Wednesday, July 23, 2008

St. John of the Cross

This painting by Salvador Dali is called Christ of St. John of the Cross, so named because it was inspired by a drawing of Christ by him. The original painting has the cross suspended over earthly scenery (a lake with boat) and the imagery is a powerful reflection of Christ's presence on Earth.

I have a small but growing fascination with St. John of the Cross. His mystical writings (those I've read, which are not many) stir up in me a longing for a deeper presence of Christ in my soul, not unlike the ache of unrequited love.

I am tentatively stepping into prayerful consideration of pursuing formation in a lay Carmelite order based in a local monastery. (St. John of the Cross, along with St. Teresa of Avila, was a reformer of the Carmelite order.) If my journey leads me there, I imagine formation would begin in September of 2009, after my youngest son graduates high school. I cannot imagine pursuing something such as this until after his senior year, which I expect will be a whirlwind!

For now I leave you with some words of his, far better than continuing with those of my own.

"What more do you want, o soul! And what else do you search for outside, when within yourself you possess your riches, delights, satisfaction and kingdom -- your beloved whom you desire and seek? Desire him there, adore him there. Do not go in pursuit of him outside yourself. You will only become distracted and you won't find him, or enjoy him more than by seeking him within you." -- St. John of the Cross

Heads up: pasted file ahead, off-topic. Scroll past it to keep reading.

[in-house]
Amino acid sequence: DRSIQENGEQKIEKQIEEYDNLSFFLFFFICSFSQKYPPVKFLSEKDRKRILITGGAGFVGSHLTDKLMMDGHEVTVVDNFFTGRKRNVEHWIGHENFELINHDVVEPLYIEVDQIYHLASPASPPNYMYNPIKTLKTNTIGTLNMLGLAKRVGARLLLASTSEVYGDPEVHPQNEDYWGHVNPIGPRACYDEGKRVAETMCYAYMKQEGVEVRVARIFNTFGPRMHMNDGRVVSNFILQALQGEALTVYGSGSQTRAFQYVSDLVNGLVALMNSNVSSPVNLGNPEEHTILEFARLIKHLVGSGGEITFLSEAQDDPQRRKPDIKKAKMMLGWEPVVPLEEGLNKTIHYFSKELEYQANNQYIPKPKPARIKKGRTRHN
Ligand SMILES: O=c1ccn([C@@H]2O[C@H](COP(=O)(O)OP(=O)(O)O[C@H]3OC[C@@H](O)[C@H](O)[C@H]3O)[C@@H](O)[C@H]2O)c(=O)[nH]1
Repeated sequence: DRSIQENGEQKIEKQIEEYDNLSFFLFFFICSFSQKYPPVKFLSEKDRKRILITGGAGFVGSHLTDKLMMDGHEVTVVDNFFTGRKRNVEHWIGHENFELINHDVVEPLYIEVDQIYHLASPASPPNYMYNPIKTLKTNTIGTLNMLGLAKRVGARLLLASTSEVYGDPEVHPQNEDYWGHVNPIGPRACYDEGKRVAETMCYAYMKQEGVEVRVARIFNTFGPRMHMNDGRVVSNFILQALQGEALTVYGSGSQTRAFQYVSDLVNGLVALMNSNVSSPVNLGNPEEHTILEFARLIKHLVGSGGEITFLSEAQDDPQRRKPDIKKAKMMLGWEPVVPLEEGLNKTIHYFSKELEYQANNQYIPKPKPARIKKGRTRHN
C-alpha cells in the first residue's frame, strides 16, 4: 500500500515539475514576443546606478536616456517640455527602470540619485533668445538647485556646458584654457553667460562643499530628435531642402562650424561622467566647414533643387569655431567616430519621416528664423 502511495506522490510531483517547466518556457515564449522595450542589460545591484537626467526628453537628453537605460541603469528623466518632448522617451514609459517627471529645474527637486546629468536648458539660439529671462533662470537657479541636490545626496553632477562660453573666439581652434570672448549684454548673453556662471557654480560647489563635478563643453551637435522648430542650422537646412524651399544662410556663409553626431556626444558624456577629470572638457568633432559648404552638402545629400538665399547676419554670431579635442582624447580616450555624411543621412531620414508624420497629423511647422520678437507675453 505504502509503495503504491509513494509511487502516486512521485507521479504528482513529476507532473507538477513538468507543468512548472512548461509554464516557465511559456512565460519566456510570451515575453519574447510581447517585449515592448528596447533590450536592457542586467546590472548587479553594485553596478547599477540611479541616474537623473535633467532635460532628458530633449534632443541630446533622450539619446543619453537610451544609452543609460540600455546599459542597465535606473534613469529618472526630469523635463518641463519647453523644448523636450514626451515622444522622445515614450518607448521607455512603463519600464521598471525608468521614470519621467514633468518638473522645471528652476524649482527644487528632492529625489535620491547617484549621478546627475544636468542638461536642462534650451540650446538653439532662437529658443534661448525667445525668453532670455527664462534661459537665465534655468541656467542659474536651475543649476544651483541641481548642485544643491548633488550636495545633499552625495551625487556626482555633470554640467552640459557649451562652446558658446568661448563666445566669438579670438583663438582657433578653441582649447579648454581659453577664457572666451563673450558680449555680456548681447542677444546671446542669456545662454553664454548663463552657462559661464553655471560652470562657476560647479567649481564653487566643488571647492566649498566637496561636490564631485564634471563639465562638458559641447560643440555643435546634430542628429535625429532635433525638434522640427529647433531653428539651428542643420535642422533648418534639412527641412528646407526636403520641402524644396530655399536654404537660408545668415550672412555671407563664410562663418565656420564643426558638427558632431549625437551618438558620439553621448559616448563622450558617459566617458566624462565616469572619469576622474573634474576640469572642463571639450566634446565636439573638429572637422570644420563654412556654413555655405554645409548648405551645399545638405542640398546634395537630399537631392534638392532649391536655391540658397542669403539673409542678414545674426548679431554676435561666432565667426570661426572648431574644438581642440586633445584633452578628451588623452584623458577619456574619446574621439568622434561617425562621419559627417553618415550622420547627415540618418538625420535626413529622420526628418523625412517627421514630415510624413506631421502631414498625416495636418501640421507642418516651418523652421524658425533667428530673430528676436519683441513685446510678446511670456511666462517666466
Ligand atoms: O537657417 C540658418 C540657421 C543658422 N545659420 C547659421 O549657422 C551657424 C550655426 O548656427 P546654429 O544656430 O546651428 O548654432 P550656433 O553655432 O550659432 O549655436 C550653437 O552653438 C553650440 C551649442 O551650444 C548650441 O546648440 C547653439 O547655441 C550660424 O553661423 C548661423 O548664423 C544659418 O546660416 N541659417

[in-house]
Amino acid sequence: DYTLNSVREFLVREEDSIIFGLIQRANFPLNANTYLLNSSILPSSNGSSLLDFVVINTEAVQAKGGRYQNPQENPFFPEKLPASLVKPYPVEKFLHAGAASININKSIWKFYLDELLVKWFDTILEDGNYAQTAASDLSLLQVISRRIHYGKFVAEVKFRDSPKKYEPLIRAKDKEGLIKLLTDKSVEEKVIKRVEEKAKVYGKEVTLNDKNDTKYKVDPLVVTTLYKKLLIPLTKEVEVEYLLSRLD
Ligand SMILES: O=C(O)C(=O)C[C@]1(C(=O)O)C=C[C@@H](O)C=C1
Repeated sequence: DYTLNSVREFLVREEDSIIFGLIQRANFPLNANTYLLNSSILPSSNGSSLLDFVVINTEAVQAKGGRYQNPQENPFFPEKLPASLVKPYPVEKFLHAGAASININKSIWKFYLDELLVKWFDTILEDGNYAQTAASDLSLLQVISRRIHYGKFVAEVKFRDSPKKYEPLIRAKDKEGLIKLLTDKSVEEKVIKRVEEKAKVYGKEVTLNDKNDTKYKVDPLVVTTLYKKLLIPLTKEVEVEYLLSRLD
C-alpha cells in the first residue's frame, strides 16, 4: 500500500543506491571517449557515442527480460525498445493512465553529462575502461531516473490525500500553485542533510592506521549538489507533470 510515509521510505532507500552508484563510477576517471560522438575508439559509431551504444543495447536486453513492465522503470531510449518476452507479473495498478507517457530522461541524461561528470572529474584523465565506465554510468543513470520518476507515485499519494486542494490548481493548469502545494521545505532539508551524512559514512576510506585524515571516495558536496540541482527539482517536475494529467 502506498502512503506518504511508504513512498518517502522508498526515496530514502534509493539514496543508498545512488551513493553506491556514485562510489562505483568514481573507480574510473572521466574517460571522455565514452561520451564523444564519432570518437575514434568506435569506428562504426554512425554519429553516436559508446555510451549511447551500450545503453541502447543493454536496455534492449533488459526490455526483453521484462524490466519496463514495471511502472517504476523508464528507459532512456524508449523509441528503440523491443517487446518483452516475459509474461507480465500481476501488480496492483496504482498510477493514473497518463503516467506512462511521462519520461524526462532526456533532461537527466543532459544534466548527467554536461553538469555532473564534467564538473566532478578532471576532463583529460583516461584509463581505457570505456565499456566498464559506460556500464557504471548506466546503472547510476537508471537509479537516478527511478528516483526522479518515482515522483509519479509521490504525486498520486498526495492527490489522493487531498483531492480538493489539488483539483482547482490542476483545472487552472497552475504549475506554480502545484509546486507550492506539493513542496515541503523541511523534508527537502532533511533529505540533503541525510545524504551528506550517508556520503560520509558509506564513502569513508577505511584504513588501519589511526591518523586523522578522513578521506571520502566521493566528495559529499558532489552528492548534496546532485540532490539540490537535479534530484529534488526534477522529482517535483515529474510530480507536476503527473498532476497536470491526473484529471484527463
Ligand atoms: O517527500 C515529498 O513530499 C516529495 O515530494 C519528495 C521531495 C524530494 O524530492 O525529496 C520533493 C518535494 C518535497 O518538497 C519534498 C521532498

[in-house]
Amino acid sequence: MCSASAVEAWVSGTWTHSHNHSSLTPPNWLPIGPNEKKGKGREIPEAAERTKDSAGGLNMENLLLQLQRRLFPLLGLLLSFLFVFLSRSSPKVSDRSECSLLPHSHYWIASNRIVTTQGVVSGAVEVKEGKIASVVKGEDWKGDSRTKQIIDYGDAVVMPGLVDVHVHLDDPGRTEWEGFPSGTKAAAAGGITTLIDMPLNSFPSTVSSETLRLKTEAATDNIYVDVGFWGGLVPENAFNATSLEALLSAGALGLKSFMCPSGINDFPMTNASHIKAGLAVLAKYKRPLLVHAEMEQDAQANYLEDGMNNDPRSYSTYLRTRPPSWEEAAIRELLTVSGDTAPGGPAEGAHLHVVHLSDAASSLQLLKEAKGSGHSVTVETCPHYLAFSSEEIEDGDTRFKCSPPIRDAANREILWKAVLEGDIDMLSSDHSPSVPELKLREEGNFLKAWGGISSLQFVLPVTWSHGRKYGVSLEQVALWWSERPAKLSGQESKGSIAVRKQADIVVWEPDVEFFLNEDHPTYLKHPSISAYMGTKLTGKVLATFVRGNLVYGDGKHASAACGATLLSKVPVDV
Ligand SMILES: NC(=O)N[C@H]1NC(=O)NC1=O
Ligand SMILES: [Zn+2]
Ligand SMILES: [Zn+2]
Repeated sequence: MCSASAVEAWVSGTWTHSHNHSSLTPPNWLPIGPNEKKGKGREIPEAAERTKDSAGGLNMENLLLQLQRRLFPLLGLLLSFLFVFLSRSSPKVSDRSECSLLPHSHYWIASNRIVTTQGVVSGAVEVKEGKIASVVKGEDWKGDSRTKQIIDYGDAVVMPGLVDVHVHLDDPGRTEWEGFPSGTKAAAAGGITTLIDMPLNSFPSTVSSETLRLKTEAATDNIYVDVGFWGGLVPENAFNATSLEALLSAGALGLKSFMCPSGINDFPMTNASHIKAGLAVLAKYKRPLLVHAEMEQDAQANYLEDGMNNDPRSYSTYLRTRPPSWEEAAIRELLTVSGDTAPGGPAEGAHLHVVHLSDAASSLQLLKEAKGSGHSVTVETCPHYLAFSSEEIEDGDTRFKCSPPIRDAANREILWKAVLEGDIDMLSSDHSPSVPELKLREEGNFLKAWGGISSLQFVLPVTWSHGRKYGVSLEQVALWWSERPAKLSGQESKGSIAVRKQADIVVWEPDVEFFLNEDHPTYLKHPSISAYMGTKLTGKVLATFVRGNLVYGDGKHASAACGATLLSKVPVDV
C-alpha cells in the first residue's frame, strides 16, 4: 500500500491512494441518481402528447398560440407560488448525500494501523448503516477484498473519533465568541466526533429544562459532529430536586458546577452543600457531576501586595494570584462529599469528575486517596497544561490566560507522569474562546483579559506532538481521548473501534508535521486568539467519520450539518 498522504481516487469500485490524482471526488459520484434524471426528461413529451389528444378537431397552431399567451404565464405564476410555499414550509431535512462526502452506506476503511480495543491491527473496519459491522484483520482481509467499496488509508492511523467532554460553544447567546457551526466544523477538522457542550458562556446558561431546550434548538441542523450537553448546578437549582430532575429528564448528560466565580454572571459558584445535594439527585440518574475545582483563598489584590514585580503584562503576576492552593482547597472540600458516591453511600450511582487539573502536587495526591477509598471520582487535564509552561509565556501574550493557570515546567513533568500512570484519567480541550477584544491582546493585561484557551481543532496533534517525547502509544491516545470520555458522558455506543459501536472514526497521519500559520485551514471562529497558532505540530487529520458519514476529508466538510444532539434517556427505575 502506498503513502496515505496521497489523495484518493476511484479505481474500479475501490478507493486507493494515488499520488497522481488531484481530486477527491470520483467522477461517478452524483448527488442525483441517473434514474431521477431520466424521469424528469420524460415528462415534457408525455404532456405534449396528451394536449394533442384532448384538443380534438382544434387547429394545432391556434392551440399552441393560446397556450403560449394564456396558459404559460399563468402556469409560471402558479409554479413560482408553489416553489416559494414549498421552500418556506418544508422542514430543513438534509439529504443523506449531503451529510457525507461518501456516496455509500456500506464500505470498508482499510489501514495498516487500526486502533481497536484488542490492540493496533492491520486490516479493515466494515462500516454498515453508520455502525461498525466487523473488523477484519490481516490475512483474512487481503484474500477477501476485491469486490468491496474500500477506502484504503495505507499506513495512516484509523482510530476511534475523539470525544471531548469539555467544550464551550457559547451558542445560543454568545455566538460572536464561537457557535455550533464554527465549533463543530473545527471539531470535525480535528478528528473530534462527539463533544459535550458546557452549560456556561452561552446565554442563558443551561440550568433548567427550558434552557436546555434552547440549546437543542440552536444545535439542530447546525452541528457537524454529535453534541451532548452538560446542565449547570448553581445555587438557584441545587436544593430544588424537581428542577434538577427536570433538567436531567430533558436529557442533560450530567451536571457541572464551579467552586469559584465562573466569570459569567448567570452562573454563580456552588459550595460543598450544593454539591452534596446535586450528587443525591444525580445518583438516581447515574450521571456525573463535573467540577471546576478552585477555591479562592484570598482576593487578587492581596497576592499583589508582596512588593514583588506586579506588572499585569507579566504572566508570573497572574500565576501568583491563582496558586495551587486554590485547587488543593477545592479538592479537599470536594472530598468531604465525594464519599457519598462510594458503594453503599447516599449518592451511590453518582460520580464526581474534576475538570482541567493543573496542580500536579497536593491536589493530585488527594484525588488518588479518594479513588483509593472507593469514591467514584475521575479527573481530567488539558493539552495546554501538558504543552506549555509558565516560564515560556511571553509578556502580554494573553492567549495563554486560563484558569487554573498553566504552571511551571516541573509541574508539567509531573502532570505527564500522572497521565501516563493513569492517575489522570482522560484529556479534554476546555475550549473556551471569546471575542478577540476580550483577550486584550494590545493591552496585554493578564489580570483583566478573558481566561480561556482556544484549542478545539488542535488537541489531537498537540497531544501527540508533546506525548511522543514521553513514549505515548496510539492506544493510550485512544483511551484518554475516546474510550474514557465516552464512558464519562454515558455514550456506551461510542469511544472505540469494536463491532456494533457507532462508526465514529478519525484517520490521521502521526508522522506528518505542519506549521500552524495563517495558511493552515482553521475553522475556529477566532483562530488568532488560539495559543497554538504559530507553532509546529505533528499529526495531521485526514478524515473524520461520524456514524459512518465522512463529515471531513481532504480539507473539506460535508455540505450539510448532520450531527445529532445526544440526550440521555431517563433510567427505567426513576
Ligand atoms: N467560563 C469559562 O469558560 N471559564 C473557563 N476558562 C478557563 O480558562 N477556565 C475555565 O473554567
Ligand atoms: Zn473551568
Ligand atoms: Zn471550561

Living Flame of Love
St. John of the Cross
1. O living flame of love
that tenderly wounds my soul
in its deepest center! Since
now you are not oppressive,
now consummate! if it be your will:
tear through the veil of this sweet encounter!

2. O sweet cautery,
O delightful wound!
O gentle hand! O delicate touch
that tastes of eternal life
and pays every debt!
In killing you changed death to life.

3. O lamps of fire!
in whose splendors
the deep caverns of feeling,
once obscure and blind,
now give forth, so rarely, so exquisitely,
both warmth and light to their Beloved.

4. How gently and lovingly
you wake in my heart,
where in secret you dwell alone;
and in your sweet breathing,
filled with good and glory,
how tenderly you swell my heart with love.

4 comments:

Merisi said...

What one does not find within oneself, is impossible to find elsewhere. How true!

Your jellyfish pictures are incredibly beautiful.

Thank you for your kind comment on my blog!

Anne said...

If you join, I will share the drive with you, if you would like, and contemplate joining also. I am also drawn to carmelite spirituality. By the time you are ready, my life might be calmer and I might be ready, too.

Esther said...

Hi Merisi - Yes, there is much wisdom in that quote! Thanks for visiting.

Esther said...

Anne, I am not surprised that you are drawn to Carmelite spirituality. It would be lovely to share that journey with you!